Any form of such manual version control is ridiculous. These days you're even supposed to use something like etckeeper to keep your server's configuration under version control, and for a good reason. It comes with next to no operational overhead and lets you easily figure out where things went wrong. Initializing a git or hg repo on a folder is a two-liner. Tools like smartgit/hg, cornerstone or tortiose svn (all excellent!) let you ignore the command line interface to version control, for the most part. Who the heck has time to muck about with tarballs. If you really need them for distribution purposes, for crying out loud write a cron or hook script that generates the needed files and pushes them to a web and/or ftp server.
I agree with your points but one.
What is the point of source control being "handled" by a separate team? It's a tool primarily to aid the developer in her own development process. It incidentally documents the development process's history, allows maintenance of old branches, and so on, but those are side benefits that still don't require a separate team to "handle". Sure, some internal IT team would take care of deploying the repository server and keeping it running happilly and the data backed up, but goes without saying, I hope.
Now of course the other teams can use the repository to manage their code-related artifacts, such as test cases, CI configurations, and whatnot. But still - a "team" for source control? Maybe with some long obsolete tools you needed a team to handle it. I'm glad that we can replace a "team" with a couple hundred bucks worth of off-the-shelf tools.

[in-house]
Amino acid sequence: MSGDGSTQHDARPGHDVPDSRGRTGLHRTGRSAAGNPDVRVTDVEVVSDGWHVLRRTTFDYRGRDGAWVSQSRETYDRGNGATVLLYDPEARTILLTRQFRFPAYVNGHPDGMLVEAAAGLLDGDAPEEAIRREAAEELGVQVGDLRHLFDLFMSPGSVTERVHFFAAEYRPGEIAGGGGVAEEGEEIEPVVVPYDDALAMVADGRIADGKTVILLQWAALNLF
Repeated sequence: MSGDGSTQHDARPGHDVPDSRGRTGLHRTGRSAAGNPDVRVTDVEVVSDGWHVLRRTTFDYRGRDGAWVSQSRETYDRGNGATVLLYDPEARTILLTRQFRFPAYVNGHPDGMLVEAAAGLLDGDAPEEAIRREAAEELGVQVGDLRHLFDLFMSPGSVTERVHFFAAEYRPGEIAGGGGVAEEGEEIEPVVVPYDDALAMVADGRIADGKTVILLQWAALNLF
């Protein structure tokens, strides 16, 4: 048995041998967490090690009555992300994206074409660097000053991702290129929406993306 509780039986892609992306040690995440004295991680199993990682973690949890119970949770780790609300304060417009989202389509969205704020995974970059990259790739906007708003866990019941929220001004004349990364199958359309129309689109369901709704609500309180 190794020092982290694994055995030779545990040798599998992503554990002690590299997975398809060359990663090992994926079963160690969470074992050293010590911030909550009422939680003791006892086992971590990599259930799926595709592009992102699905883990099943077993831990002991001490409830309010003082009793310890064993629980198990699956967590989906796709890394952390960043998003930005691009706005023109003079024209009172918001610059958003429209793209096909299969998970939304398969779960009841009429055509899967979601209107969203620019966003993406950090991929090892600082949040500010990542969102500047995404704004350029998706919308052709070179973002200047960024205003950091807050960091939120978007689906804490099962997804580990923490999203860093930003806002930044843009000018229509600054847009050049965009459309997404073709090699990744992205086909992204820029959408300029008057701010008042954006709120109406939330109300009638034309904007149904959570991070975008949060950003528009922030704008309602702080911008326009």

I'd just run my own "cloud" instead, using, say KVM. With billing etc. like in the old times.
Alas, the article refers to the contrails that show mostly failed intercepts. So you have an Iron Dome engagement, as you claim, on an incoming that was determined to be a threat. It also demonstrates in terms of high school physics why such intercepts are bound to fail in the conditions listed. It's pretty much as simple as that. The king is naked, but a lot of adults have a problem acknowledging such simple truths.
On top of that, Israel-located commenters of the article seem to have a bit of a problem with discriminating successful and failed intercepts. That's because a lot of intercepts happen during the unpowered, ballistic part of the incoming's flight. Yes, the interceptor will explode, but that's immaterial. It will poke a couple holes in the expended motor case and will alter the incoming's trajectory a slight bit. Again, it's all very simple, and people somehow can't swallow the simplicity of the argument.
It's like Feynman's famous presentation of the root material cause of the Challenger disaster. All the while the bureaucratic machine of the Commission, and NASA, was expending untold resources skirting this material cause, and the root underlying organizational cause that then proceeded to kill the Columbia crew.
The way Bennet describes the particular phone, a $100 Tracfone ZTE sounds like a much better deal.
Interesting. One learns every day! Thanks.
I'd certainly be possible to get a modern 68060 to run at 4GHz if it ran with the memory that was used for those systems back then. To run it that fast, you'd need all of the RAM to be on the die, and it'd need to be the static, cache-style, blazing fast RAM. A 68060 isn't really a 68060 anymore if you'd add three levels of cache to it.